There are no leaders-even if some seem to have greater influence, no programs or marketing plan. There are no dues, oaths, memberships or questionnaires. It is a set of ideas, beliefs and philosophies that simply affirms we all can and should be free to live our lives without being exploited or oppressed. A wide array of tendencies carries the banner anarchy and even more share the same ideas and dreams without the labels. It is a point of reference, like many others that can be confusing, misconstrued and sometimes meaningless. Anarchy doesn’t define those of us who carry the banner, but is a naming of us who want to live these ideals. Don’t get me wrong, I would burn our black flags and toss the labels into the garbage heap if we agreed that it had outlived its usefulness.

A redneck for anarchy In my interactions with anarchism, mostly through political libertarian individualist and anarcho-communist circles, I transformed my views and my political practices. I went from knowing all the answers and having plans on how to fix the world to stumbling along and asking deeper and much harder questions of myself and others. I came to an understanding that these are revolutionary paths of unknown outcomes.

There weren’t going to be three steps to revolution, and if there were, it would probably end in a travesty of unintended outcomes. I have found solace in knowing that we don’t have to be right and we don’t have to have the answers, just a willingness to explore, to resist domination, and for us all to strive for collective liberation.

The ideas within anarchy are not vague and disassociated from life. In fact there are some powerful root concepts within the anarchist traditions that bond many people and movements to this day, even those that don’t call it by name. Mutual aid, autonomy, anti-capitalist, solidarity, direct action and liberation are ideas and practices that we engage in with each other throughout our lives. We don’t need social theorists, academics, philosophers or professional politicos to help us understand the above. I might argue these are innate within us and that we are drawn to them because they express common sense. People often act on these ideas without ever needing an explanation by professionals. I found liberation in anarchist thinkers’ attempts to look at the natural world and all of its inhabitants complexly, rather than just reduce us all to simplistic one-dimensional identities for a proletarian revolution.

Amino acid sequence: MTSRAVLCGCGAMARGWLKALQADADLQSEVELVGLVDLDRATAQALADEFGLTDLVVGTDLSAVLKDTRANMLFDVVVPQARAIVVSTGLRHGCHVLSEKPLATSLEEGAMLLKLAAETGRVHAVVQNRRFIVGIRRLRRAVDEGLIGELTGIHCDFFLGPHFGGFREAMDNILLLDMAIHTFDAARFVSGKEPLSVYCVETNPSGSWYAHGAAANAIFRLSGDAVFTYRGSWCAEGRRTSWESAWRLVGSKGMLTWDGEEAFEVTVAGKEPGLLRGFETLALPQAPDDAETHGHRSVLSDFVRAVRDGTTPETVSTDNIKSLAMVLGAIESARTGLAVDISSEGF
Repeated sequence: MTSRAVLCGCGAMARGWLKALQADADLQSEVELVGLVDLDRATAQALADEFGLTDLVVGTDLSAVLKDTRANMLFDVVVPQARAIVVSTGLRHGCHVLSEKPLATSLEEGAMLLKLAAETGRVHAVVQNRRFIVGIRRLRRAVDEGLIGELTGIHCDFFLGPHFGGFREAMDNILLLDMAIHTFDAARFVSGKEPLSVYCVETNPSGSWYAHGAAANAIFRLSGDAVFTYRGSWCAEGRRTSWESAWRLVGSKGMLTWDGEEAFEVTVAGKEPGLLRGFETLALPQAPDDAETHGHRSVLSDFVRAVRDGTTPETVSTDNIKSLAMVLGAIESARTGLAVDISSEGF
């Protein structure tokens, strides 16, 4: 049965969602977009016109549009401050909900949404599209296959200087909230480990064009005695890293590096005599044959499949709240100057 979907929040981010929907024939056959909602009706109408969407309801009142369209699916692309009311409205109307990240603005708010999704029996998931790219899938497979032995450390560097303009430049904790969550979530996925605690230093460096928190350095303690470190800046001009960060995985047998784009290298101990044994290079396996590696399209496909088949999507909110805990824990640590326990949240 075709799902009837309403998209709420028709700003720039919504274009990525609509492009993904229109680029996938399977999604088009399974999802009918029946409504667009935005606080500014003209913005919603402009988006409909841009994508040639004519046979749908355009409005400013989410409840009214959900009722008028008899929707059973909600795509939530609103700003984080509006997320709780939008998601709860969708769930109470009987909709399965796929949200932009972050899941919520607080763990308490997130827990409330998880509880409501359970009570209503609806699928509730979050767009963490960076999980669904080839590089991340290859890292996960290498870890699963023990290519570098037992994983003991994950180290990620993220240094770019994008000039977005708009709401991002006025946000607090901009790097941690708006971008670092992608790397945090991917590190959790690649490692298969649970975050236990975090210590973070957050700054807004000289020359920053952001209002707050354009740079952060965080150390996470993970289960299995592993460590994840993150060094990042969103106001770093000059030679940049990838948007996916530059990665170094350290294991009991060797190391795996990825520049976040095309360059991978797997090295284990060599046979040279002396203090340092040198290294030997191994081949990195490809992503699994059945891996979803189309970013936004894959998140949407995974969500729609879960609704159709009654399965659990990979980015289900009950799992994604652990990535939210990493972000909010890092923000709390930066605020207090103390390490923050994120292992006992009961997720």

For possibilities The idea, as it was known, has mainstreamed in the 21st century and more people are looking to anarchism's rich and storied past. We must recognize that those who named it, thought or wrote about it are not to be treated as saints with enshrined and consecrated words to be quoted and memorized as the truth. We cannot canonize them or their words and follow them. They would have hated that.

Instead, my hope is that we would take those liberatory foundations and continue to build on them by seeing ourselves as part of the ongoing and growing dialogue. Anarchy is more than opposition to capitalism and domination maintained by Power[i]. Refusal is only the first step. We are challenged to think of the possibilities associated with our freedom and liberation with our emergency hearts[ii] wide open.

We don't know the future and we cannot control it -- but anarchy offers a crack in history to revisit long forgotten paths. This enables us to forge new passages, daring us to take risks towards freedom on our own terms -- for ourselves and those around us.

Until we’re all free! From the concrete jungle in the Gulf Coast Basin scott crow

[i] concentrations of authority and privilege in economic, political, or cultural institutions that exercise undue influence on the world. In this sense, Power is identical with the state, multinational corporations, or the rich, who are not accountable to and derisive of civil society. This power operates through bureaucracies, executive boards, the military, and transnational corporations and corporate media of all forms. It is exercised through brute force, neglect, and manipulation or corruption of economies, for example. It results in control over resources as well as social and cultural norms.

[ii] Emergency hearts is a phrase I use to describe the immediacy of our feelings of empathy and compassion that motivates us to act to end oppression, exploitation and destruction. Our emergency heart are what motivate people into the streets to resist injustice and create something better.